The Music Festival Wizard team has landed on the hallowed grounds of the famous Tuska Festival in Helsinki, Finland. One of the largest urban metal festivals in the world, Tuska’s dedicated metal heads have kept this fest a fan favorite for over two decades. Taking place on the grounds of a former power plant under a sun that never seems to set, this three-day festival lovingly embraces the dark side of music.
While indie rock may be my preferred genre of music, metal festivals like Tuska are making the argument that I need to spend less time with hipsters and more time headbanging. The lively and engaged crowd along with the photographer-friendly antics of the bands made this fest one of my top choices of the festival season so far.
Table Of Contents
Running the Numbers
Dates: June 30-July 2, 2023
Attendance: 21,000 per day est.
MFW Beer Index: €8.42 ($9.45) per pint
MFW French Fry Index: €6.00
Highest/Lowest Temperature: 28C/12C (82F/53F)
Reusable Cups? No
Free Water Stations? Yes
The Suvilahti Event Center, a former gas and power plant, makes for a unique festival spot. The onsite buildings are put to use as bars, vendor areas, and even one of the four stages. Crowds are split between the open-air Inferno stage and the covered Tent Stage, while nearly everyone shows up at the Main Stage for the headliners each night.
Metal. Metal. Metal. No filling out your lineup poster with DJs. Tuska is a festival of bands playing from start to finish. One nice touch is that most sets were about the same length throughout the day and started at the same time so I constantly didn’t have to check the schedule. There is an overlap between the Tent and Inferno stages so you will have to make some hard decisions, but the two spots are close enough and sets long enough (roughly an hour) that it’s possible to split your time.
They may look a bit frightening to outsiders, but one of the little secrets of festing is that metal fans are some of the friendliest folks on the scene. Sure, they may crash into you like a freight train during a “wall of death”, but they are also the first ones to pick you up and make sure you are okay afterward. Having been around for 20 years, Tuska boasts a slightly older crowd and while it is predominately Finnish, you’ll also find a lot of South Americans and Swedes at the fest. Organizers announced the three-day sold-out attendance at 63,000.
Acts I Caught and the Unofficial Order in Which I Enjoyed Them
- The Hu
- Electric Callboy
- Arch Enemy
- Motionless in White
- Butcher Babies
- In Flames
- Lorna Shore
- While She Sleeps
Festival MVP: Ghost
Not being deep into the metal community, I was blissfully unaware that genre elitists seem to despise Grammy-winning Ghost mocking it as pop-metal. But hey, a dude dressed like a vampire bat playing against a backdrop of a creepy church is exactly what I was looking for when I came to a metal festival in Finland, so well done.
Most Surprising: The Hu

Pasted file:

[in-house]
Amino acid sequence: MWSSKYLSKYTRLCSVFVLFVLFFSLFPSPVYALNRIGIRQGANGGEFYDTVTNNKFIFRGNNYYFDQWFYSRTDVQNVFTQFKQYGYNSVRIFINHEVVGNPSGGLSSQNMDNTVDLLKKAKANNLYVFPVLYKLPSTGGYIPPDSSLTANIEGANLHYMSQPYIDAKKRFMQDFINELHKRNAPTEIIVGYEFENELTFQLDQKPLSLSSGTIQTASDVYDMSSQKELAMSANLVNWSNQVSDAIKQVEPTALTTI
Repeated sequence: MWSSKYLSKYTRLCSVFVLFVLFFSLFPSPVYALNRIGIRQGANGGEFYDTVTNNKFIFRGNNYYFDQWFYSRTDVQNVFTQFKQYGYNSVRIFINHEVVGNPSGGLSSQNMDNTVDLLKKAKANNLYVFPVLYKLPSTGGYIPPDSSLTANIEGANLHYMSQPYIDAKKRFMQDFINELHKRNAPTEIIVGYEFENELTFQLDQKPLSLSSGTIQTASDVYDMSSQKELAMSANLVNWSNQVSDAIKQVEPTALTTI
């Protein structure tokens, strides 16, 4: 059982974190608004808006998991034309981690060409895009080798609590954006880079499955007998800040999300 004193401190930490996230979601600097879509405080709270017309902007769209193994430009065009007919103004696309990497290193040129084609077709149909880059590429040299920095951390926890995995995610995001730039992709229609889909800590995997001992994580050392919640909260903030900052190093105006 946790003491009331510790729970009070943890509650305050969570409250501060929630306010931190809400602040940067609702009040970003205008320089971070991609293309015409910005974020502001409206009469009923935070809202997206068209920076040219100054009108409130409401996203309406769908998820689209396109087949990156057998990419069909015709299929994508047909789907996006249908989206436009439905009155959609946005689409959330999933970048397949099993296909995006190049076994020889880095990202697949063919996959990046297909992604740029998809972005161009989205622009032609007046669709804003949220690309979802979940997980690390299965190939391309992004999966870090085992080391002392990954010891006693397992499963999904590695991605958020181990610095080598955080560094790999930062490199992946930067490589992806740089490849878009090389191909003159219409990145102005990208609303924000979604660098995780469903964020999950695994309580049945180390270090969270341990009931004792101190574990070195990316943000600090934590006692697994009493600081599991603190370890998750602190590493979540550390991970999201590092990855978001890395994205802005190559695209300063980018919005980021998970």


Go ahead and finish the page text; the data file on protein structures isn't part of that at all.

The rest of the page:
If you ever wondered what black folk metal from Mongolia sounds like, The Hu is here to show what it’s all about. Mixing traditional instruments and throat singing with harder music produces something unworldly and endlessly interesting.
Most Energetic: Jinjer
Tatiana Shmaylyuk, the singer of the Ukranian metalcore band Jinjer, is about as dynamic as it gets when it comes to a live performance.
Ready to Party: Electric Callboy
Kicking off their set with a confetti blast into the face of the crowd, Eskimo Callboy had the tent dancing like a ninja in short order. Lots of unicorns along with lots of fun.
Most Wizard: Finntroll
There was theatrics galore on display at Tuska, but Finntroll takes the top spot for the most wizard of the fest. The self-proclaimed “Troll Horde” hails from Sweden and plays a mix of black and folk metal.
DINOSAUR! DINOSAUR! DINOSAUR!
Clutch frontman Neil Fallon stopped the show to start laughing at a giant inflatable crowd-surfing dinosaur which led to the crowd chanting dinosaur for a full 30 seconds and then lifting one brave metalhead to ride the beast. Did it make any sense? No. Was it hilarious? Yes.
Show Me Those Horns
If you point a camera at a metal fan, you will get horns.
Most Metal Fan
Even the staging is into the scene!
Bang Your Head
Oh, there was hair.
Welcome to Hel
Fun fact about Helsinki – this coal-burning plant next to the venue was shut down in April as Helsinki wants to be carbon-neutral by 2030.
I Have Notes…
C’mon, Hell-sinki is right there!
T-Shirt of the Weekend
Pure. Fucking. Metal.
What’s the weather like? Hope for the sun, plan for rain. Friday was sunny and perfect weather, but the next two days saw sporadic rains throughout the event. Because it’s next to the sea, Helsinki sees quickly changing weather, although that also means rain showers can be over in short order.
What are the prime hours for music? Hours vary by day, but in general, if you showed up from 5 in the afternoon to midnight, you would see the bulk of the bands.
Where did you sleep? I slept at a nearby Holiday Inn (€90/night) about 20 minutes away from the expo area. As Tuska takes place right in Helsinki, there is no shortage of lodging options to fit your budget.
How do you get there? For me, the bus was the ideal option, but there’s also a metro stop at the mall next to the entrance of the venue. All three nights, I ducked out before the end of the show so didn’t run into any issues with crowds, and local transit was kept open longer to accommodate the festival hours.
If you are looking to dip your toe into the Scandinavian metal festival scene, then I can’t recommend Tuska enough. I walked away with a half-dozen new fest recommendations along with a bunch of new music to check out. From the organization to the lineup to the logistics, Tuska has catapulted into my list of favorite fests. Tuska returns to Suvilahti June 28-30, 2024. See you next year!